Another Former ‘Ex-Gay’ Therapist Repudiates Controversial Practice
John Smid, the former executive director of a prominent “reparative therapy” practice that seeks to turn gays straight, has repudiated the practice after years preaching that homosexuality is a sickness.
In a piece published last week on the website of his new ministry, Grace Rivers in Germantown, Tenn., Smid expressed disgust at “Christians pervert[ing] the gospel as it relates to homosexuality.” He went on to castigate “ex-gay” therapists for peddling a philosophy that “homosexuals aren’t welcome in the kingdom unless they repent (which many interpret to change.)”
“One cannot repent of something that is unchangeable,” Smid wrote. “I’ve never met a man who experienced a change from homosexual to heterosexual.”
Such sentiments were not born suddenly for Smid, and, in fact, had been developing since he left Tennessee-based Love in Action (LiA) three years ago. It was there, Smid wrote, that he sought refuge from his own sexuality. “I tried my hardest to create heterosexuality in my life but this also created a lot of shame, a sense of failure, and discouragement. Nothing I did seemed to change me into a heterosexual.”
It’s a remarkable statement, considering Smid’s history. For years, he sat on the board of Exodus International, a major umbrella group that now represents about 270 ex-gay ministries in 18 countries. In a 2007 piece about the growth of ex-gay ministries across the United States, the Intelligence Report also noted that Smid was then running the LiA compound in Memphis that subjected many who had come for “treatment” to lessons aimed at correcting their sexuality – lessons that focused on things like throwing a football and changing motor oil.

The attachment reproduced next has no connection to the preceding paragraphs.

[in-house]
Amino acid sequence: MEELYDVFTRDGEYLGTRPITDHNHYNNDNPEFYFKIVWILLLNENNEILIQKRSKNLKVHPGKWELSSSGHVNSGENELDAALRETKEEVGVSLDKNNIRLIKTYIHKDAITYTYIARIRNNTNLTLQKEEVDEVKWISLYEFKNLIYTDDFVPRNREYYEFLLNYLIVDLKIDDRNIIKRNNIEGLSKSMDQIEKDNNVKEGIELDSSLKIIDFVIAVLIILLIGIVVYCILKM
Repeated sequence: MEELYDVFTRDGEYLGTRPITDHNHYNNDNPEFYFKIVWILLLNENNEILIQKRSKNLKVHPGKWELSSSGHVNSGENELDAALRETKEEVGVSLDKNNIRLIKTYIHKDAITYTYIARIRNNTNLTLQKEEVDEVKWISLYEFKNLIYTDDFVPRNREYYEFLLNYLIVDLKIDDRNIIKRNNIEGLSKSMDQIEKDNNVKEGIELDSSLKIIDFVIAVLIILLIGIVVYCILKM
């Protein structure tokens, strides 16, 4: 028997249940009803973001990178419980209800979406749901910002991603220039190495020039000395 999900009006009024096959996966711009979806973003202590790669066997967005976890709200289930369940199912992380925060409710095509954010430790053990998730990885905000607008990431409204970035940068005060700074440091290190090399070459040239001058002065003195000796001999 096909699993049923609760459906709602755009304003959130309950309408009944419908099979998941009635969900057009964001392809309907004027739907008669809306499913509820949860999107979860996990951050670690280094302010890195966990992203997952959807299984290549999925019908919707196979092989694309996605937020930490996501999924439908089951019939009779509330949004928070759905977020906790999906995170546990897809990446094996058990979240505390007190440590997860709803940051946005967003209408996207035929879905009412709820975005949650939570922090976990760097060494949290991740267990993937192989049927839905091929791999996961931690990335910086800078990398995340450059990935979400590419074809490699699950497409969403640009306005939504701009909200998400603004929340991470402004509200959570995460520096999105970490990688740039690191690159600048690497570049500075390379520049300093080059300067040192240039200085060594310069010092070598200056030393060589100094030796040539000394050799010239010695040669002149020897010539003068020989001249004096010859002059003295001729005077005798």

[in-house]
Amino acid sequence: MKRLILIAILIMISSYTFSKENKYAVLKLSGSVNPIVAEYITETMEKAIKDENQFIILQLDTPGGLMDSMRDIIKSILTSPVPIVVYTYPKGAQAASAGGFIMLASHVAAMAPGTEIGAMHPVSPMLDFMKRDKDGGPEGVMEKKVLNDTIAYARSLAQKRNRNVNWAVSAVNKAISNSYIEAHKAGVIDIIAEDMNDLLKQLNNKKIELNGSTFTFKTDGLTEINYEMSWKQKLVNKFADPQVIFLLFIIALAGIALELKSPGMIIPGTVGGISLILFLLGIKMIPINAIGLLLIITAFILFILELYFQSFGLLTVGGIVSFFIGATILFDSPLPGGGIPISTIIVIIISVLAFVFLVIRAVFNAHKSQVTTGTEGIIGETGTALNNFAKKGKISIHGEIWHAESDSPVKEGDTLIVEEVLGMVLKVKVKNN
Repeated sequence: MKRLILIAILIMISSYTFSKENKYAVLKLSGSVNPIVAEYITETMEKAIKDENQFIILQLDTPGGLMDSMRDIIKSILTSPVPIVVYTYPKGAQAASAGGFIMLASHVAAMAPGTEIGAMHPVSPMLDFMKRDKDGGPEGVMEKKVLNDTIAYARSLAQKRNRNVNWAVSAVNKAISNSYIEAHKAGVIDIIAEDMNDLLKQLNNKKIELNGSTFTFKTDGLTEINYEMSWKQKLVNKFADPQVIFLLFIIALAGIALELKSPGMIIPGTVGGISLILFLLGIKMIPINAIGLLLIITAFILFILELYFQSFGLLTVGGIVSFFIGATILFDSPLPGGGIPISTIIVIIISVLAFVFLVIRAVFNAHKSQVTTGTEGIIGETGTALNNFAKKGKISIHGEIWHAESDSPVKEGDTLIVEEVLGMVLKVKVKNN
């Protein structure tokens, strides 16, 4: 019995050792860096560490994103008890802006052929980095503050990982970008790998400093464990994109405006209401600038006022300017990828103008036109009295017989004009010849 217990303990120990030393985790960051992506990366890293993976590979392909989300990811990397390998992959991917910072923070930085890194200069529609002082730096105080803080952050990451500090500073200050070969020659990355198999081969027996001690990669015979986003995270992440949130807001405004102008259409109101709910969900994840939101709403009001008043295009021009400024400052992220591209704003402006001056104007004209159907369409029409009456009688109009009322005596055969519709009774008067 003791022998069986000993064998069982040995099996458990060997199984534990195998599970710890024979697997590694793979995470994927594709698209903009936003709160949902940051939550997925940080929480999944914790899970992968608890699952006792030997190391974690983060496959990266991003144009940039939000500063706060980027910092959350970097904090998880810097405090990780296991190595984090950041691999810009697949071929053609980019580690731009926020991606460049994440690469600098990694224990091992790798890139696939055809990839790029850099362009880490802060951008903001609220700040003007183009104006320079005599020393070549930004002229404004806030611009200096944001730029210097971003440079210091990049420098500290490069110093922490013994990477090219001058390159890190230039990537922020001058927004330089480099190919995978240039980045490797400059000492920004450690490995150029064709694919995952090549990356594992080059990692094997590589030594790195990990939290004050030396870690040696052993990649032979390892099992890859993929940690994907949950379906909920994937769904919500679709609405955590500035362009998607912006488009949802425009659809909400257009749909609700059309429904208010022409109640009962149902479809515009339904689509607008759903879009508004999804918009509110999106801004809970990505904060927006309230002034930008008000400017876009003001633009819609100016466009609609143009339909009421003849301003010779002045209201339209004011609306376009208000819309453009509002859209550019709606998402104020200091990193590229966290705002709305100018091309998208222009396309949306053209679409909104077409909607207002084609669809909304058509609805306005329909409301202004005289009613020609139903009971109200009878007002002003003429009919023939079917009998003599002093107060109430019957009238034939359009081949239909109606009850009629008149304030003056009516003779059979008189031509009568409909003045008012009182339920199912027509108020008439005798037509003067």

Such lessons – and many more that mimic the bizarre therapies depicted in the cult film “Clockwork Orange” – make up the core so-called reparative therapy. Based on a foundation of pseudo-science, the practice has been called sharply into question by virtually all major American medical, psychiatric, psychological and professional counseling organizations. In 2006, for example, the American Psychological Association criticized the practice by declaring, “There is simply no sufficiently scientifically sound evidence that sexual orientation can be changed.”